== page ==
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CTA. 1989. Duck production. Spore 23. CTA, Wageningen, The Netherlands.
Permanent link to this item: http://hdl.handle.net/10568/45159
'Duck production: science and world practice', edited by David J.Farrell and Paul Stapleton, 430pp, ISBN 0 85834 626 5. Available from: Department of Biochemistry, Microbiology and Nutrition - University of New England - Armidale - USA.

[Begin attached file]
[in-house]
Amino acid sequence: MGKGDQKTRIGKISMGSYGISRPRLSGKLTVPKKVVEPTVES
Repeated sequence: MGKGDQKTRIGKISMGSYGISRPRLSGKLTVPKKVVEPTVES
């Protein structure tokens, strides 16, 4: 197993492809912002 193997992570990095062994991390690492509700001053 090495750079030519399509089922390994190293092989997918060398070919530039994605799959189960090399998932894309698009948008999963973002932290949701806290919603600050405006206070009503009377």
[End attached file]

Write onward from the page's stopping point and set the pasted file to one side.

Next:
In many parts of the world ducks contribute substantially to the economy and welfare of many small farmers, who often herd between 50 and a hundred ducks in a duck/rice production system. These farmers often require guidance, advice, and support to cope with changing circumstances. For this reason a workshop was held in Indonesia (which has the largest egg-laying duck population in the world) in November 1985, sponsored mainly by the Australian Development Assistance Bureau (ADAB) under its Research for Development Seminars programme, but also by the International Development Research Centre, the Australian Centre for International Agriculture, and the British Council. It brought together for the first time experts in modern and traditional duck management systems, and many participants from countries where ducks are intensively managed. The proceedings of this workshop have now been published by the University of New England in a 430-page paperback volume, edited by David J. Farell and Paul Stapleton. It is hoped that out of these will come duck research programmes which will improve production in both the developing and developed world, and establish important relationships between the people involved. Topics covered ranged from dietary requirements of ducks, through diseases, breeding and genetics, to local conditions in various contributing countries. 'Duck production: science and world practice', edited by David J.Farrell and Paul Stapleton, 430pp, ISBN 0 85834 626 5. Available from: Department of Biochemistry, Microbiology and Nutrition - University of New England - Armidale - USA.